sublime level. It was, and is, an expression of God's desire to reveal
Himself, eventually, to beings that will be able to recognize and appreciate
such a revelation.
However, at this point in the creation process, nothing else existed but
this infinite light, emanating out in all directions, infinitely, something
that is much easier to say than to imagine. On this level of revelation, the
existence of anything else would be a contradiction of the very nature of
the light, since the existence of something else could only be possible if
the light ceased to be infinite on such a level of revelation.
STEP 2: TZIMTZUM
Therefore, the first thing that had to happen to the Ohr Ain Sof in order to
make Creation possible, any of it-the spiritual and physical aspects of
it-was a lessening of its infiniteness somewhere, just enough to allow other
things to exist. This lessening of the infiniteness of the Ohr Ain Sof is
called, in Kabbalah, "Tzimtzum," or "Constriction," and its creation is
considered to be one of the largest and most important "miracles" of all
Hence, at what is technically called the "Center of the Ohr Ain Sof" (or the
Malchus of the Ohr Ain Sof, but how do you find the center of infinity?),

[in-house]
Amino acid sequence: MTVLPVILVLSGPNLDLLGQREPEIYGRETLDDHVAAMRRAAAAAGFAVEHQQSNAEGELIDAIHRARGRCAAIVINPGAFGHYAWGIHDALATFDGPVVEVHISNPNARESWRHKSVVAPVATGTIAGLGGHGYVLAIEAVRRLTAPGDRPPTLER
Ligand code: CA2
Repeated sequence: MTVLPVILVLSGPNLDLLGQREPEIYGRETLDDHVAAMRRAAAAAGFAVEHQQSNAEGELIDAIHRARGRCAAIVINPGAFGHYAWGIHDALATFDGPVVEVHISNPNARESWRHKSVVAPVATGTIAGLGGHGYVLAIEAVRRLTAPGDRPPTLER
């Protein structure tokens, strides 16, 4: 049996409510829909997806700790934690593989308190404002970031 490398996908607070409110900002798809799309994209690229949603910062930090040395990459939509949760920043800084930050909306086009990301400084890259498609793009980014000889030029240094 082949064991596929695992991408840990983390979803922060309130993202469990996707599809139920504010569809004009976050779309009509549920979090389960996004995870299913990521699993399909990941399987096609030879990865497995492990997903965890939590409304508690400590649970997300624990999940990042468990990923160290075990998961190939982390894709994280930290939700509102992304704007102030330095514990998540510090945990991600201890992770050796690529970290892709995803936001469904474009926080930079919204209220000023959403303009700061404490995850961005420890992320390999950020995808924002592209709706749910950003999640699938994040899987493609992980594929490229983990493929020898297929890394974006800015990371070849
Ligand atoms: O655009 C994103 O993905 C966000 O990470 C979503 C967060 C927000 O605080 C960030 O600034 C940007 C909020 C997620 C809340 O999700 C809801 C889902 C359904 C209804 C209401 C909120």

tzimtzum occurred. And, it kept occurring in a spherical fashion outward
from that point, expanding the size of the spiritual void, until there
existed a Divinely-specified ball-like hollow called the "Challal," or
"Hollow," because that is exactly what resulted: a large-trillions of times
larger than our physical universe, at least-hollow that was devoid of Ohr
Ain Sof, or at least enough of it to begin the process of Creation.
STEP 3: THE CHALLAL
It is basically impossible to accurately imagine what the Challal is, but to
get a very rough idea, imagine a room filled with light, with a basketball
suspended in the middle of it. Even though light surrounds the entire ball
on all sides, the rubber skin of the ball, kept in spherical shape by the
air pressure inside of it, keeps the light from entering the ball, leaving
the inside of the ball completely void of light.
In reality, there is no room, just Ohr Ain Sof emanating infinitely in all
directions. The ball is the Challal, except that it is not physical, but
completely spiritually, and the light is held back not by air proof rubber,
but by the will of God, resulting in a spiritual void into which the Ohr Ain
Sof is not allowed to penetrate-at least not yet-and in a reality of